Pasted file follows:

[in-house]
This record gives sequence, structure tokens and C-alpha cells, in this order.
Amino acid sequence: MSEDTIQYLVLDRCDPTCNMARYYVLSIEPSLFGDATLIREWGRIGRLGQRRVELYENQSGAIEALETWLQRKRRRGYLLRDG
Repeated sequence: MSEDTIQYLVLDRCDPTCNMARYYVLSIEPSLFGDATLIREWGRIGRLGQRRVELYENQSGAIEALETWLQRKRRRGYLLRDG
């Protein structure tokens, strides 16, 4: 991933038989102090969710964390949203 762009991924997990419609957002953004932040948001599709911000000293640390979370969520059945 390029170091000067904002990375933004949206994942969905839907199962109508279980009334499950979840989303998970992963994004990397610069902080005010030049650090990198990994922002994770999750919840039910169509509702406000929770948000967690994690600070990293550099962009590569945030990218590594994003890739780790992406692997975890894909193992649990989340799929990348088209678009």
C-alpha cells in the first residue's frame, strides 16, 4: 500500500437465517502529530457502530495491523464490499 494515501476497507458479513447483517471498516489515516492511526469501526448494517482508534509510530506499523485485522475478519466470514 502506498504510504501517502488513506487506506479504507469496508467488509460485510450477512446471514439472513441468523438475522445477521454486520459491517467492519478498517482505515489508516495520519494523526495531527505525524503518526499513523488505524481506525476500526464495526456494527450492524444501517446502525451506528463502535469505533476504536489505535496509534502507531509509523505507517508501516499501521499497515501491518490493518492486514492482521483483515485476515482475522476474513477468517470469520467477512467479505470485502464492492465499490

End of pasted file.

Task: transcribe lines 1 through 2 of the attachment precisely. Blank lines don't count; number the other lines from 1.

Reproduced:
[in-house]
This record gives sequence, structure tokens and C-alpha cells, in this order.